The conceptual work of American artist Cameron Rowland (b.1988, US; lives in New York) assumes a drily treacherous form that is discontinuous with the clouded structural diffusion of our post-digital Zeitgeist. His stripped-down, para-readymades — cast-off machine parts, heavily worked joinery — serve a purposive documentary function that is rigorously informed by the Marxist historical analyses of Allan Sekula and Cedric Robinson. His emergent oeuvre shares a sense of urban anarchy with Gordon Matta-Clark’s exorcised Bronx Floors (1972–73), Klara Liden’s pilfered street furniture, Claire Fontaine’s (more didactic) anti-social interventions, and Cady Noland’s wrecked manifestations of masculine malcontent. That Rowland rarely fabricates any new thing indicates an intimate familiarity with the vast secondary markets of a shadow industrial economy. He institutionally frames banal objects with questionable origins, let alone explicit uses. But his authorial non-production should not be construed as a studied refusal. In fact, the performance of resource plundering — to provide a content for “art” — subversively mirrors the ongoing capitalization of social life and welfare throughout the West, while riffing on the artist’s own procedural “de-skilling” and even implicating would-be collectors and institutions in legitimately exploitative trade. To the extent that Rowland’s works engage sites of exchange (the dollar store, the civic bureau) and are themselves dispensed (or else removed) from circulation according to the prescription of various macroscopic policies, his close examination of received standards stresses the deeply rooted injustice of American exceptionalism, drawing attention to the structural artifice of the white cube and the system of white-supremacist patriarchy in which the whole of high cultural production is circumscribed. (Philanthropy is the main revenue stream for the arts in the U.S. Andrea Fraser: “Many of our patrons are actively working to preserve the political and financial system that will keep their wealth, and inequality, growing for decades to come.” [“L’1%, c’est moi”])
Rowland’s installations and object groupings have masqueraded as more politely minimalist than the above roster of post-punkisms; as did the single eggshell-colored steel rod orphaned from a Lozier modular shelving system — U66 (2013) — bracketed to the wall for an austere group exhibition (“Conspicuous Unusable,” 2013) at the Miguel Abreu Gallery. The resistance of this particular piece to critical legibility beyond an aesthetics of post-industrial decrepitude (for instance, as keen dismemberment of a capital-efficient mass-market standard) is the same tension that permeates his assortment of diversely acquired or jerry-rigged forms. Because the works are accompanied by extended captions outlining their typical use (and often re-use as illicit currency), the sense of ontological obscurity is not deliberate. Rather, their low-level signification reinforces the detached onlooker’s ignorance of the sinister fixtures that divide and structure everyday experience. The conventional partitions Pass-Thru (a rotating tray housed in plexiglass and stationed at the point-of-sale in late-night markets and liquor stores) and Deal Tray (the stainless steel depression beneath the bulletproof pane of a bank teller window; both 2013) limit contact between nonequivalent parties, and fail to yield much of this “street identity” in the rarified space of the gallery. As discovered casually abutting the baseboard at Bed-Stuy Love Affair (a scruffy artist-run space in Brooklyn), the Deal Tray lost its transitional efficiency even as its (negated) structural specificity came to light. Rowland seeks to render long-incorporated social configurations plainly visible — the consumer-borrower as dangerous, potentially armed — a necessary articulation for any ambitious project of twenty-first-century cultural politics.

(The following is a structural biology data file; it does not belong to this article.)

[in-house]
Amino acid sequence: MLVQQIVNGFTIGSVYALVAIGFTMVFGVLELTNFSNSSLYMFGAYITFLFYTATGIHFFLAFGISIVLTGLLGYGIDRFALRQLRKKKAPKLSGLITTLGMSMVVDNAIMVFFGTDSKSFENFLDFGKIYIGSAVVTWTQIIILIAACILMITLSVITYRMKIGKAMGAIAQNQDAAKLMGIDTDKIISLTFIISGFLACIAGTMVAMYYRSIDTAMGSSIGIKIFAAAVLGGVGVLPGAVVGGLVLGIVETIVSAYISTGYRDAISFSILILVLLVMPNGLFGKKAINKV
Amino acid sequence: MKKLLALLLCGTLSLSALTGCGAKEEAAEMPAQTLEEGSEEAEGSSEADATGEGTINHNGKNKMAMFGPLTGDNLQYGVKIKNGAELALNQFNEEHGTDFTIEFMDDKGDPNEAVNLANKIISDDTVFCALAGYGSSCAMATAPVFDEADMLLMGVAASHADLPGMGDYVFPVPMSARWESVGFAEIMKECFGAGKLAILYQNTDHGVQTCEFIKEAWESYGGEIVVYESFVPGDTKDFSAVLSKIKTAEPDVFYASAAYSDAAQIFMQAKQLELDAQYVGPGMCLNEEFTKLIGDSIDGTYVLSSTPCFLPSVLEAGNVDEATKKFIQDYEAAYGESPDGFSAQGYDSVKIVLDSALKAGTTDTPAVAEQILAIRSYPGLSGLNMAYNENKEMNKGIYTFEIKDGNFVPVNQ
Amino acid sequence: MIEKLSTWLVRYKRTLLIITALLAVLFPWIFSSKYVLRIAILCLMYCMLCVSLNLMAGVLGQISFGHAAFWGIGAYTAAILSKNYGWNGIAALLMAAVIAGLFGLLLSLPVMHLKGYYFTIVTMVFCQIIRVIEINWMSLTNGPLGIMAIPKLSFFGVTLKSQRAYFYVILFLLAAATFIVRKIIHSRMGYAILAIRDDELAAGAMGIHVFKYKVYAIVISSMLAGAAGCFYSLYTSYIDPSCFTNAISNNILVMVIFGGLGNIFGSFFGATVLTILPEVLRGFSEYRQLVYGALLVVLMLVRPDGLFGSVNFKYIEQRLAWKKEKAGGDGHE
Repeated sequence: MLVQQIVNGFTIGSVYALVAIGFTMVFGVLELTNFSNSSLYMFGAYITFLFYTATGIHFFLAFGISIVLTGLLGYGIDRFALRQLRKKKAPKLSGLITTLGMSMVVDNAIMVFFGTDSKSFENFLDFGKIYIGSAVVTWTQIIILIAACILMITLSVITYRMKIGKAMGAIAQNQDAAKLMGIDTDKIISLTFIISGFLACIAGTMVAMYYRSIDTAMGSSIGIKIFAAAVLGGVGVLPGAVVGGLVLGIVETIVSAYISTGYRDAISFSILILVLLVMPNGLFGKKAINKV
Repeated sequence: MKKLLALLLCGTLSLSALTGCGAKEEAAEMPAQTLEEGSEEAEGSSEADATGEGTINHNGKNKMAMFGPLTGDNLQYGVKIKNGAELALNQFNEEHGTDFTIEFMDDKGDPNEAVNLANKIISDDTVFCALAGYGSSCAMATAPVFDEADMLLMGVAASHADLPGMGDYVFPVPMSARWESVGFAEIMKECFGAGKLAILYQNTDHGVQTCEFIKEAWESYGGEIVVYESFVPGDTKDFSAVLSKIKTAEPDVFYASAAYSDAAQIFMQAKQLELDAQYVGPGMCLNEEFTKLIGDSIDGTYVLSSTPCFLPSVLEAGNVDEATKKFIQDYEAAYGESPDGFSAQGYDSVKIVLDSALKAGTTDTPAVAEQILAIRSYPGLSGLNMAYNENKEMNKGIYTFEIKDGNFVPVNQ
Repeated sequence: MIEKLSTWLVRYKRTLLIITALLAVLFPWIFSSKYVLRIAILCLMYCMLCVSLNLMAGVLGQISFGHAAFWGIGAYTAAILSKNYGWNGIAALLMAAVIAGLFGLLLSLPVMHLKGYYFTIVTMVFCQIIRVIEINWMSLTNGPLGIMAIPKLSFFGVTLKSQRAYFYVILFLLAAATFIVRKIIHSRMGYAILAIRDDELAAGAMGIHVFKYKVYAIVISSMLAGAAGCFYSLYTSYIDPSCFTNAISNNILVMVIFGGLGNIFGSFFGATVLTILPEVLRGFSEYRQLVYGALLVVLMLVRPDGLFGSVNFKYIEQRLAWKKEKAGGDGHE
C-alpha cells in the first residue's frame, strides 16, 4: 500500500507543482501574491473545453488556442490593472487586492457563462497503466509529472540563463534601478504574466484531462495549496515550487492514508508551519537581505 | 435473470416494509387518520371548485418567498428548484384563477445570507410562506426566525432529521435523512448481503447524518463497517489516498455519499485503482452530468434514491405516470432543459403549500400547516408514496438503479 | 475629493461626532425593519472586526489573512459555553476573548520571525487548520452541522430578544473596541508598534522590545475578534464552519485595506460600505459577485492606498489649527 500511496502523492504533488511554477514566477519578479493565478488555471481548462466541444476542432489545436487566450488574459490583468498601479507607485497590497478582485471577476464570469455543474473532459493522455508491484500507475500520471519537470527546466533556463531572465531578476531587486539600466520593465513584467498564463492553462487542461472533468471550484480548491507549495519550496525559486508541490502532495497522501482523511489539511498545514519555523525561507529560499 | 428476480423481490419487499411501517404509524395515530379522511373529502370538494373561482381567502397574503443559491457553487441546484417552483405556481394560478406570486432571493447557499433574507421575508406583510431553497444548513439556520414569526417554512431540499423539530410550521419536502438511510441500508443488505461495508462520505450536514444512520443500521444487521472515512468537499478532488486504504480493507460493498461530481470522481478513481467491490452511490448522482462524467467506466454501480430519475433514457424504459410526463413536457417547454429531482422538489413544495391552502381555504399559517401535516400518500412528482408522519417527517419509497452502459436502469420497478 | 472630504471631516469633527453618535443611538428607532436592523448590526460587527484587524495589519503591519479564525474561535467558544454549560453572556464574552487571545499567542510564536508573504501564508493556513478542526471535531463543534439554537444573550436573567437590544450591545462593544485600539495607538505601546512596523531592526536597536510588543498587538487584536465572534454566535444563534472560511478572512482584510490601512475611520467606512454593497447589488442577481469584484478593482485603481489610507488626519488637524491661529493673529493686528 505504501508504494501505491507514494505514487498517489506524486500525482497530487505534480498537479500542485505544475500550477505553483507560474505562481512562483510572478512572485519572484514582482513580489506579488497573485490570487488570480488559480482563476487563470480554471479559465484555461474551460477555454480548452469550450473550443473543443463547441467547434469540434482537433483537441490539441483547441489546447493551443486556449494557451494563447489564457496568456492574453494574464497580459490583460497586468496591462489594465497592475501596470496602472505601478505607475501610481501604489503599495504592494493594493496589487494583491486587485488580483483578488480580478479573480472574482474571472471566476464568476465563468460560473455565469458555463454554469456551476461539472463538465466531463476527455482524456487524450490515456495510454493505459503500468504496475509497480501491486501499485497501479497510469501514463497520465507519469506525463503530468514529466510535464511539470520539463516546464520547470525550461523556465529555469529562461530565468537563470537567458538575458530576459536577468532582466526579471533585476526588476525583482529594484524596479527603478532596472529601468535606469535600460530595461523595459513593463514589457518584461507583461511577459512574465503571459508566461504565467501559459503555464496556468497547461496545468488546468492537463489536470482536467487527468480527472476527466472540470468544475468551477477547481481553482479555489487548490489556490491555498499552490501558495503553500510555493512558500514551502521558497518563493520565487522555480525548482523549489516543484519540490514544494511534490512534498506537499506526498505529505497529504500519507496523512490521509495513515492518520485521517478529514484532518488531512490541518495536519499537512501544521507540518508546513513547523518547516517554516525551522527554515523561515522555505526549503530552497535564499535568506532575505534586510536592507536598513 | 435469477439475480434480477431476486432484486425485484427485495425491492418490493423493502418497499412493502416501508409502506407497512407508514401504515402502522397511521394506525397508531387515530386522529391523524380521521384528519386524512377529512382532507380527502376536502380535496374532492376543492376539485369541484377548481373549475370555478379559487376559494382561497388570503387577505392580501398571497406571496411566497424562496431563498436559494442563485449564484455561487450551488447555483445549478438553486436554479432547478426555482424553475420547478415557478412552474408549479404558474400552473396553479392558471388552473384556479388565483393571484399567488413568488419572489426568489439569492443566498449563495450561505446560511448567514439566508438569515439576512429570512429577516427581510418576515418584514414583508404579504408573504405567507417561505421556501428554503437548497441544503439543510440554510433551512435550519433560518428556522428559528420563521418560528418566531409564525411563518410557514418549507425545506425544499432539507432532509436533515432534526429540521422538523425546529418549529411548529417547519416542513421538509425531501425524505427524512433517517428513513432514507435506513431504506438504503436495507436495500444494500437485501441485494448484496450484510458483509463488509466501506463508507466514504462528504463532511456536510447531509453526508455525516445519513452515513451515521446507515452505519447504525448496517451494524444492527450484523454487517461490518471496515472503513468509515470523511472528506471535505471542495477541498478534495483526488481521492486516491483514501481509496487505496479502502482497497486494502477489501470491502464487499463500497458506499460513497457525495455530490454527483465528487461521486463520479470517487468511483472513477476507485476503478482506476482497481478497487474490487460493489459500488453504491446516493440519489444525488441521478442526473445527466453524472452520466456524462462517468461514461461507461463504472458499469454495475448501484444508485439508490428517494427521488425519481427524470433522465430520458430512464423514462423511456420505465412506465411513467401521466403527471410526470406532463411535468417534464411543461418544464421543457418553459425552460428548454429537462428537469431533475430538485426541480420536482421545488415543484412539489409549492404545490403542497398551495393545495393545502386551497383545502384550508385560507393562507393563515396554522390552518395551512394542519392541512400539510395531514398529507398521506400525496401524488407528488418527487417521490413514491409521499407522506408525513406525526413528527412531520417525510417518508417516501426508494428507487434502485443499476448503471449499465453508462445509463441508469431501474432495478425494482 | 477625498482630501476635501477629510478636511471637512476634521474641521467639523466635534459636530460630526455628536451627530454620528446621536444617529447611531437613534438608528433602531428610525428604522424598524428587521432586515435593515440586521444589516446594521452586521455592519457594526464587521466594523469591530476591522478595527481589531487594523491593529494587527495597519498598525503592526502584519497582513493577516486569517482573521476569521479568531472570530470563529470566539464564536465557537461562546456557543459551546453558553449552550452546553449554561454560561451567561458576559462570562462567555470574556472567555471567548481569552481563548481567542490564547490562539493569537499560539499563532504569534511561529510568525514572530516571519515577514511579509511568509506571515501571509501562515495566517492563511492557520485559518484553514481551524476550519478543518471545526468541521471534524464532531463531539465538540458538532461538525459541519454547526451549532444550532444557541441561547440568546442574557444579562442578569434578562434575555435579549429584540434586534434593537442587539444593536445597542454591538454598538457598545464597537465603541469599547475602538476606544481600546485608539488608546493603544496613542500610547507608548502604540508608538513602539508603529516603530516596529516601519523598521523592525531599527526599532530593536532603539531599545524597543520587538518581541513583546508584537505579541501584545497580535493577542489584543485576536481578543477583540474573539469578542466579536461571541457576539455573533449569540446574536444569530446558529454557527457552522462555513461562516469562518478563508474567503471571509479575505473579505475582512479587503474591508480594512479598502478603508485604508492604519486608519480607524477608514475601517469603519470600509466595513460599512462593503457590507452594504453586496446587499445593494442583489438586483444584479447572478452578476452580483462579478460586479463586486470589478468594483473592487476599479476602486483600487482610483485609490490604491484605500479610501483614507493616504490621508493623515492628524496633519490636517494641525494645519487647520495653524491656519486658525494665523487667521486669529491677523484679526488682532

Theft as work